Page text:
New NASA Satellite Zooms in on Tornado Swath

New NASA Satellite Zooms in on Tornado Swath

A number of severe thunder storms swept through the mid-Atlantic states on April 28, bringing high winds, hailstones, and heavy rains to many areas. The intense storms spawned at least two tornadoes, one of which was classified as an F4 twister. The powerful tornado touched down in southern Maryland and ripped through the town of La Plata, destroying most of the historic downtown. The twister—the strongest ever recorded to hit the state and perhaps the strongest ever recorded in the eastern U.S.—flattened everything in its path along a 24-mile (39 km) swath running west to east through the state.

The tornado’s path can be seen clearly in this band-sharpened color image acquired on May 1 by the Advanced Land Imager (ALI), flying aboard NASA’s EO-1 satellite. La Plata is situated toward the lefthand side of this scene and the twister’s swath is the bright stripe passing through the town and running eastward 6 miles (10 km) toward the Patuxent River beyond the righthand side of the image. This stripe is the result of the vegetation flattened by the storm. The flattened vegetation reflects more light than untouched vegetation.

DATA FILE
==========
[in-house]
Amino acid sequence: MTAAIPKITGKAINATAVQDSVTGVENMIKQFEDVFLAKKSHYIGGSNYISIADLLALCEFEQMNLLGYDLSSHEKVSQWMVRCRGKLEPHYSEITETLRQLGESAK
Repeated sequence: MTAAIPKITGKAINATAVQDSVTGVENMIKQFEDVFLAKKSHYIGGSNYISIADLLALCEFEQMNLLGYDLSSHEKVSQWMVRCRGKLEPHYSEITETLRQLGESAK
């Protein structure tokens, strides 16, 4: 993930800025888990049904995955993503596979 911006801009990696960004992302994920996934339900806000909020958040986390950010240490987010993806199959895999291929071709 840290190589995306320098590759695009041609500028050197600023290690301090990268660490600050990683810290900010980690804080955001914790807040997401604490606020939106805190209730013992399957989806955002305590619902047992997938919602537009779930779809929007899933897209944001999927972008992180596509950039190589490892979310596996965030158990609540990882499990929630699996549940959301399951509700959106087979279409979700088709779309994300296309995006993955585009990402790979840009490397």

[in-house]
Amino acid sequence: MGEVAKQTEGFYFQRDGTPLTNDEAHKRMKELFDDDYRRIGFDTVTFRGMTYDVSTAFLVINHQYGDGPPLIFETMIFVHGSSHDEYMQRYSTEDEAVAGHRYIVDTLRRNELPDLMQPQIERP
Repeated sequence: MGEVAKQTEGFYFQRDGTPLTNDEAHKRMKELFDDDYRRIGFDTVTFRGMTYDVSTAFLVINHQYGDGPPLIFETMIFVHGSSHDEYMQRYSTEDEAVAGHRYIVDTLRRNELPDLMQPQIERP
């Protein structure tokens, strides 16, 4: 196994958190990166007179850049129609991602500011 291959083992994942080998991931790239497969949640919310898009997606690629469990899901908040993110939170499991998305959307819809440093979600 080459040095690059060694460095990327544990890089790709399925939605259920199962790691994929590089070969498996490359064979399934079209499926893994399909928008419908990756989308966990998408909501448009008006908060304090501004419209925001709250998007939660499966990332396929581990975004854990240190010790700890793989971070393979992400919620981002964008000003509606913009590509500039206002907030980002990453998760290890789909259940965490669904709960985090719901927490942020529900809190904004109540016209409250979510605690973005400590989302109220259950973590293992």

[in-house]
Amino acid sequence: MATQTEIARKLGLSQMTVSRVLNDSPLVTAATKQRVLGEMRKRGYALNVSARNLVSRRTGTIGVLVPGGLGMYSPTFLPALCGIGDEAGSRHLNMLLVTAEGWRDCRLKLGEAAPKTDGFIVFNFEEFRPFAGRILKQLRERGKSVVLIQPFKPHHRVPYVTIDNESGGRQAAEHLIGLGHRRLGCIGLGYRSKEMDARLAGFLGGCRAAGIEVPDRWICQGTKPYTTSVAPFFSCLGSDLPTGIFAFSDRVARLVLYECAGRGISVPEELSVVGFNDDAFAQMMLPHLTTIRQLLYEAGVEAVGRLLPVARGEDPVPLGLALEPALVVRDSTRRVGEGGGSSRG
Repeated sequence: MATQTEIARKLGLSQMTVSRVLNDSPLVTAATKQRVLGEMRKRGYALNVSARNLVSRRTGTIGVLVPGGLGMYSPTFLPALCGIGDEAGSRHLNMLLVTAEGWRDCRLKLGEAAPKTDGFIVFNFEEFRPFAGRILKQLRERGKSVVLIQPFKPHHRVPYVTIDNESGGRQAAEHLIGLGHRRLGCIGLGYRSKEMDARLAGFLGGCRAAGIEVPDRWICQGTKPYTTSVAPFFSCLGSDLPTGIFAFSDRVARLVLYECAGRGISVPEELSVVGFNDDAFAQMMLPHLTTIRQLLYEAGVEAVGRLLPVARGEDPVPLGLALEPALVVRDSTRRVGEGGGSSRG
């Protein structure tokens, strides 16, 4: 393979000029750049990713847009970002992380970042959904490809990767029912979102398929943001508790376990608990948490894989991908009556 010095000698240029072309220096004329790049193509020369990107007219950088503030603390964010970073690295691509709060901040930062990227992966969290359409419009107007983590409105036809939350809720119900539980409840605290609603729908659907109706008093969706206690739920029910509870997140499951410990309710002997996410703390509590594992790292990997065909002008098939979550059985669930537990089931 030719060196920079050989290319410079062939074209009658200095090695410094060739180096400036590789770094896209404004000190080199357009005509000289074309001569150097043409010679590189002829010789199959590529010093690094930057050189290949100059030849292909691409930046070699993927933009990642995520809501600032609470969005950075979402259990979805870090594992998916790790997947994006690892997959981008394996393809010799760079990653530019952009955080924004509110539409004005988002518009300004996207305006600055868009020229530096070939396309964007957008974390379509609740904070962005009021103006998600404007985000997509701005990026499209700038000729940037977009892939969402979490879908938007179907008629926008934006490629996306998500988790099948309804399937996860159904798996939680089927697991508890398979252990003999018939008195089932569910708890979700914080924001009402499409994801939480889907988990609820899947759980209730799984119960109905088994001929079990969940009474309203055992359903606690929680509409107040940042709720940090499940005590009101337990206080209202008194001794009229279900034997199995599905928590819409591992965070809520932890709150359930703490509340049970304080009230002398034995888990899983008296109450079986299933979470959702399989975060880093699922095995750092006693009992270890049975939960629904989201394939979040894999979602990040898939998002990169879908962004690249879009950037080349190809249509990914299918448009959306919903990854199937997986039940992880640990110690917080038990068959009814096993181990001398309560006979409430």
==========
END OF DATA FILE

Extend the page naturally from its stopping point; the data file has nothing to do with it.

EO-1 is the first Earth observing satellite launched as part of NASA’s New Millennium Program. This program is designed to spearhead development and testing of a new generation of satellite remote sensing technologies for future Earth and space science missions. The ALI is designed to improve upon and extend the measurement heritage begun by the Landsat series of satellites well into the 21st Century.

For more images of the tornado’s path, including Landsat, visit Tornado Hits La Plata, Maryland in the Natural Hazards section of the Earth Observatory.

Image courtesy Lawrence Ong, EO-1 Mission Science Office, NASA GSFC